Port Albert:OnVictoria's South East Coast
A short run south west from Yarramwill take you to this quiet little former busy port, where many of the earlybuildings can still be seen.
Explorer/navigator George Bass firstsailed into Corner Inlet in 1788 and marked it on his map. As a frontiertown in the early days, it was the gateway into Gippsland, then being openedup by the Macmillan families, to run cattle for the Melbourne and Tasmanianmarkets. Some farmers also ran sheep for wool or meat and of course fishing,whaling and sealing were also industries that attracted new settlers to thetownship.
In 1892, Port Albert became therailhead for the Great Southern Railway, but the eventual advent of newoverland routes and the discovery of the entrance to the Gippsland lakessent this bustling port into steady decline. No longer are fortune hunters,vagabonds and customs officers to be seen and heard around the township, butit has become a popular holiday venue for boaties and fisher folk, with aforeshore caravan park, hotel and B&B accommodation, plus boat mooringsat the mini marina.
The township has had several namechanges over the years. First it was known as New Leith, then The Stockyard,before it was finally named after Queen Victorias husband.
There are a number of really note-worthy buildings to admire, including the two storey Port Albert Hotelopposite the pier and jetty. There has been a hotel on this site since 1844and the current building dates back to 1860. The present establishment has afriendly, welcoming atmosphere, well priced, nicely cooked food and a bigroaring fire in the bar in winter months. Here you can enjoy some tastytucker with the beverage of your choice and look out over the foreshore atthe same time. It also has a more formal dining room at the rear.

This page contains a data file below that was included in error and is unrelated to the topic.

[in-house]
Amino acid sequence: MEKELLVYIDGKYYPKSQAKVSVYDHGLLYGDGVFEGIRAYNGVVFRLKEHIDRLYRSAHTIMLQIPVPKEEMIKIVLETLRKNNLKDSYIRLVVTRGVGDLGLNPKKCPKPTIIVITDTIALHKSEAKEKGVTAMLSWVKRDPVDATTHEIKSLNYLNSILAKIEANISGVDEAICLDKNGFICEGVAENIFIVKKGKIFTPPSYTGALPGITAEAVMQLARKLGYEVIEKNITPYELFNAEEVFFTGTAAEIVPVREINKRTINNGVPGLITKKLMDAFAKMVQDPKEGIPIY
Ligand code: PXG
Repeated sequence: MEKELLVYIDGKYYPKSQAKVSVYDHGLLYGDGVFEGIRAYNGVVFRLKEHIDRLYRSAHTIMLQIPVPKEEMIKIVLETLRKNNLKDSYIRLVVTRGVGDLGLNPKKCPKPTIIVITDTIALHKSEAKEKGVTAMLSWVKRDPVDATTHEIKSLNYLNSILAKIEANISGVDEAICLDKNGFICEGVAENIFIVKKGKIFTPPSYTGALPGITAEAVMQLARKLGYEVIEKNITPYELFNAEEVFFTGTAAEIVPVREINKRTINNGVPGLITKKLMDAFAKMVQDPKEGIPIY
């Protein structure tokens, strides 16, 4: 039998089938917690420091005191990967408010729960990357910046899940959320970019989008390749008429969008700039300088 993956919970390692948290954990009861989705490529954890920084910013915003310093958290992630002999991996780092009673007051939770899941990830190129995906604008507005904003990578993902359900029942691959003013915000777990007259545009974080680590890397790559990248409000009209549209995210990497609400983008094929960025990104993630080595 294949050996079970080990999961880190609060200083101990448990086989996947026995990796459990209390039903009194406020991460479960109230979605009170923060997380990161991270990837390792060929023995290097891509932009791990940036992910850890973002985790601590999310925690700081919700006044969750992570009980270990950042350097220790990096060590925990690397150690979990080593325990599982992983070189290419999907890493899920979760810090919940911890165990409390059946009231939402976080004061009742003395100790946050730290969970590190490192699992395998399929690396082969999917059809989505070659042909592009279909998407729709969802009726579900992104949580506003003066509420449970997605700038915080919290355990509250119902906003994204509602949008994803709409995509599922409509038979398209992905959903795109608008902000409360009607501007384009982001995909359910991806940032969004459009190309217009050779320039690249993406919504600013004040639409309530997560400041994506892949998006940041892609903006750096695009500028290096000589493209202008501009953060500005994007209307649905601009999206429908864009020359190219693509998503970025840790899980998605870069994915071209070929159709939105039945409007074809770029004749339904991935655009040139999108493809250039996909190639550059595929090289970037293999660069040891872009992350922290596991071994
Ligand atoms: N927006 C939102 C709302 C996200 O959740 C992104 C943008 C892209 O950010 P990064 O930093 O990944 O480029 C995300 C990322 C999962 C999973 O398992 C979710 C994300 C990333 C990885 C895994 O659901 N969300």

The former Derwent Hotel, built in1859, is to be seen opposite the Maritime Museum in the main street. It hashad a chequered career, having also been a boarding house, a print works, astore and the government receipt and pay office. It is now two well keptprivate residences.
The Maritime Museum is small but wellworth a visit. Built in 1862, It was formerly a bank, and there gold, fromthe Omeo, Grant and Crooked River diggings was stored during the gold rushperiod. At its peak in 1861, ships were taking away over 1000 ounces (30kgs)of gold per week. There are numerous authentic exhibits such as boats, minesand whale oil rendering pots in the gardens and indoors there are many moreinteresting artefacts to be seen in the various display rooms. The entry feeis small and goes towards the upkeep of the place.
Opposite the museum is the bar of theShip Inn. It is all that remains of a far more extensive establishment builtin 1856. The upper storey was a wonderful viewing point during regattas, itis claimed. A hitching rail and lamp have been erected in front of theremains of the old building.
The 1856 Bond Store and warehouse isone of the oldest in Victoria The store has an unusual hit and miss brickvent in the gable. The present St Johns Church of England was built in1885 and is quite attractive. Some of its furnishing are reputed to havecome from that early wreck - the ®Clonmel. Take a slow cruise aroundthe streets, or walk, if you prefer and enjoy some of the delightful oldcottages and their attractive gardens. One of the prettiest is the old tollhouse at the entrance to the township.
One of the much newer buildings and ofno architectural significance can be found right at the end of the mainstreet, past the jetty. That is the fresh fish shop, that also sells what isreputed to be the finest fish and chips in Victoria. The only thing is thereis nowhere to eat inside. You choose your fish, have it fried, then gooutside and eat it at the big wooden tables overlooking the inlet, if theyare not already occupied and nearby the gulls and pelicans will be waitingfor the remnants, if you can spare any.
On the way back, if you are passingthrough Yarram, make sure you stop for coffee or hot chocolate and pastriesin the old Coffee Palace. Its a real gem and not expensive.